The biggest problem I have with Virtual Connect FlexFabric is the lack of any real QoS. Once traffic enters the Virtual Connect module, it’s anarchy. There are no controls in there for prioritization or control of bandwidth. In a VMware environment, where there will be multiple types of traffic, each capable of generating significant load, the only control you have on VC is egress rate limiting.
It’s akin to limiting the number of people one can put in a single car, right before driving through the middle of Rome.
For those who haven’t had that experience, trust me, it’s the same type of anarchy that occurs inside VC. The only rule is try not to die.
Here’s a nice diagram showing Virtual Connect and VMware traffic flow design from M. Sean McGee’s blog:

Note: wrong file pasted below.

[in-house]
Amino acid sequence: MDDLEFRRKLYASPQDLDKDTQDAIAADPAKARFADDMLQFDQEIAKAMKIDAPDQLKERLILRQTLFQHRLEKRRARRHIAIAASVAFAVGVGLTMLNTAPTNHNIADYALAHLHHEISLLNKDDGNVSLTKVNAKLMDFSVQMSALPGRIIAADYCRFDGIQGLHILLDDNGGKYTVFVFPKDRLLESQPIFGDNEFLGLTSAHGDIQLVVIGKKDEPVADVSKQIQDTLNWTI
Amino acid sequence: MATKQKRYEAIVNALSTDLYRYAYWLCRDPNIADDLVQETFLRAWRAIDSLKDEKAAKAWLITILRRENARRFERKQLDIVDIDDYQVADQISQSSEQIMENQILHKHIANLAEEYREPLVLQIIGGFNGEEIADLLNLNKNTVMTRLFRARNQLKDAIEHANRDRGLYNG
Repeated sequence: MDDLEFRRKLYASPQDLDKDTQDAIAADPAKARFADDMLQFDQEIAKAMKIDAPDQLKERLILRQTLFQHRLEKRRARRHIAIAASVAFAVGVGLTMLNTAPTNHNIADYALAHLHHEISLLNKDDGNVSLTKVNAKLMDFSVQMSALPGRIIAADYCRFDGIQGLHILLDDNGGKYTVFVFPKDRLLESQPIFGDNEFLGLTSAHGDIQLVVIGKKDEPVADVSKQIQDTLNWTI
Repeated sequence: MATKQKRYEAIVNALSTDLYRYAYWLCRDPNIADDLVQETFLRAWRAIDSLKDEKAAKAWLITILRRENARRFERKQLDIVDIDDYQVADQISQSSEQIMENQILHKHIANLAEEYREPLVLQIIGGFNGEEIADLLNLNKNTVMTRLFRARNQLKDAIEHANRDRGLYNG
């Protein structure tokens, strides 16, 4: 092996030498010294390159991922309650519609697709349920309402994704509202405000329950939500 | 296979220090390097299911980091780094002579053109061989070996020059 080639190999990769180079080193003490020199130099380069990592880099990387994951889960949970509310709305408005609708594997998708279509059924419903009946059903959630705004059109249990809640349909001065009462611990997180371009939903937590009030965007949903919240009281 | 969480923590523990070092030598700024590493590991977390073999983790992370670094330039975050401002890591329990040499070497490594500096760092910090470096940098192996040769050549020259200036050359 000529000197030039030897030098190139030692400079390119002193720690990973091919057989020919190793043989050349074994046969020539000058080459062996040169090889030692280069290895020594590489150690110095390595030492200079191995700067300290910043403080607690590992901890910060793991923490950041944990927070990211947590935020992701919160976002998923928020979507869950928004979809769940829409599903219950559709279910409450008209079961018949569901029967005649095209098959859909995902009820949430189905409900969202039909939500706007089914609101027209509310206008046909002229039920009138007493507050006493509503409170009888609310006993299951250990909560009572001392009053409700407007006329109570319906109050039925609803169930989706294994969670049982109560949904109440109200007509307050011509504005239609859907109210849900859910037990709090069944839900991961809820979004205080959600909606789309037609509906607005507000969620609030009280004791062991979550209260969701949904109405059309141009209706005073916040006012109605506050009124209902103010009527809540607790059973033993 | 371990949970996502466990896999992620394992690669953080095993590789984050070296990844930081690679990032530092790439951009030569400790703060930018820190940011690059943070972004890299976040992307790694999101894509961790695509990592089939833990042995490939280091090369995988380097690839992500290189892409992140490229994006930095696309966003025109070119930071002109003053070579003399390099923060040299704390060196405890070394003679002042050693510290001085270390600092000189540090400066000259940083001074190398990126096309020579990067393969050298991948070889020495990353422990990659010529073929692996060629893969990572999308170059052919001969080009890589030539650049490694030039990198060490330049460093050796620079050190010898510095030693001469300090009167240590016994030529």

When you have a Cisco 1000V on the ESXi host and a Nexus 5K on the other end, it makes little sense, in my opinion, to completely break awesome features like Priority Flow Control and Bandwidth Management. HP states that they do support FCoE and DCB (CEE), which should include the above features, but their own guys cannot really say how one would configure, or troubleshoot it. That’s part of the problem. VC is a black box that abstracts your ability to see what is going on inside.
One of my other negatives for VC FlexFabric is that I have no choice but to split my 10GbE pipe into smaller pipes if I want to run an HBA off the adapter. If I use the exact same onboard CNA without FlexFabric, I don’t have to do that. This can be solved with separate HBA’s, or 10Gb NIC’s, but that negates the alleged cost savings. So now I’m forced to try and guess how much bandwidth I need for each traffic class, when I already own switching infrastructure that is smart enough to do that for me.